If your organization has a predictive model in place, you might be interested in its accuracy during an economic shock like the one we are currently experiencing with COVID-19. While it's not reasonable to expect your model to be perfect 100% of the time (remember, models are just generalizations of the data they were trained on), there are three major lessons to be learned from a risk management perspective to ensure your model isn't crushed by a jarring event.
Lesson #1: Normal distributions are rare
Most traditional economic models (in particular, forecasting and regression models that output a number -- as opposed to a classification model that might output a "Yes/No") make the assumption that the data for each variable are normally distributed. This is due to the fact that, because of their linear relationship, the variance from the mean in each independent ("predictor") variable should explain the variance from the mean in the dependent ("target") variable. However, economic data in the real world rarely follows a normal distribution. Let's look at an example:
If we plot a histogram of the monthly percentage changes in the Producer Price Index for grain in the U.S., we see data that look very close to a representing a normal distribution:
Most of the data represent a normal distribution centered around a 0% change. However, there is one observation that skews far from the rest, representing a month where there was a 70% increase. This creates a "long-tailed" distribution, which are dangerous when it comes to building models. The question now becomes: How do we handle this outlier?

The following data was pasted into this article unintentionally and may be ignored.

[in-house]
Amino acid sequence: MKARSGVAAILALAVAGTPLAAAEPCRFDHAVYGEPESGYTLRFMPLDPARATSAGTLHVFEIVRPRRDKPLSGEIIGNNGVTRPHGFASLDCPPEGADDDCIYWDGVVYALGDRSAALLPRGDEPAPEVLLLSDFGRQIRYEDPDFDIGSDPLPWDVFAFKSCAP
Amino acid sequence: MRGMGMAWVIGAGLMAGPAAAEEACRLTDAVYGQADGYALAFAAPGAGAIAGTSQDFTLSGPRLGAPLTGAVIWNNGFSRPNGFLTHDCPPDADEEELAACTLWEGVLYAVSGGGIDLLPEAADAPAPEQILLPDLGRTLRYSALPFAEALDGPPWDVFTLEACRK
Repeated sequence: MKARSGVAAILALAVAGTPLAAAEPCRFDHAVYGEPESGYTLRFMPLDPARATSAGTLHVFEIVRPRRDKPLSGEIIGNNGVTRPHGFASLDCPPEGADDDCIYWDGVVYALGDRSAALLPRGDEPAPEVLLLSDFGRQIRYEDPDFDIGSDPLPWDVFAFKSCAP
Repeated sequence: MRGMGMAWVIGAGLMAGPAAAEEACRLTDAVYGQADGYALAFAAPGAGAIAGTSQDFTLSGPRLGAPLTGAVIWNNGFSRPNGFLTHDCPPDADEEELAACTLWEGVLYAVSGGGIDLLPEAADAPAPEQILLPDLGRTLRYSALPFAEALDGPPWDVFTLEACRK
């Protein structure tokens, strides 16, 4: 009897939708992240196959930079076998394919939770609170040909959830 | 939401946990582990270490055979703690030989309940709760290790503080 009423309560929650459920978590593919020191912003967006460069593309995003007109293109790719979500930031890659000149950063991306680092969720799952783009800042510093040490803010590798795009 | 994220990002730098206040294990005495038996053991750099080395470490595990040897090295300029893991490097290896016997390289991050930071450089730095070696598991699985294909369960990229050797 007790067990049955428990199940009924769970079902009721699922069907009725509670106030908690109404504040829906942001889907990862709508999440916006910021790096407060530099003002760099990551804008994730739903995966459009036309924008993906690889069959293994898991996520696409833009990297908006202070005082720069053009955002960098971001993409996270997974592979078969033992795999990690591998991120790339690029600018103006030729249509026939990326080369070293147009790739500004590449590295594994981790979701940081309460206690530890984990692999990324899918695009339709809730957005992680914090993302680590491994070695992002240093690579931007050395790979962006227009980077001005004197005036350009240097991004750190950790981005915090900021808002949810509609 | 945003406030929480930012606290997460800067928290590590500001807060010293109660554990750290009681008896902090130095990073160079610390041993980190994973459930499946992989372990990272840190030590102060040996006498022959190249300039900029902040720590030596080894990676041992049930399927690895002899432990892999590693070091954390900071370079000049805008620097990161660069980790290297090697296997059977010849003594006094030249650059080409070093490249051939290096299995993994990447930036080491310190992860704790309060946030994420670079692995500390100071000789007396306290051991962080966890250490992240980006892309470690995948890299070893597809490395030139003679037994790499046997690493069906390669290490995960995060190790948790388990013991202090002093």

On the one hand, we know that including this observation in the data we develop our model with will break the "normality" assumption. On the other hand, removing that outlier means that our model won't learn from what happened that month. For example, if you are training a model to predict default rates in a loan portfolio using this percentage change in grain PPI variable, removing this outlier means you also have to throw out the observed default rate during that month. You can hope and pray that the effect was linear to the rest of the data, but as we see in just about every COVID-19 chart, the effect of outliers in real life is typically exponential rather than linear.
Some possible methods for handling this situation include:
Remove the outlier from your model training data, but keep what happened when that outlier occurred handy and visible to the end consumer of your model
Move to another algorithm that is more robust to non-linearity (e.g., tree-based models) or consider Bayesian approaches
Simulate sensitivity in your parameter estimates (i.e., "Our model tells us that for every 1% decrease in the monthly percentage change in PPI for grain, there is a 0.05% increase in the monthly default rate. What if the effect was instead a 0.10% increase in the monthly default rate?") and present this in addendum to your model's output.
Lesson #2: Make your model output probabilistic (Bootstrap it!)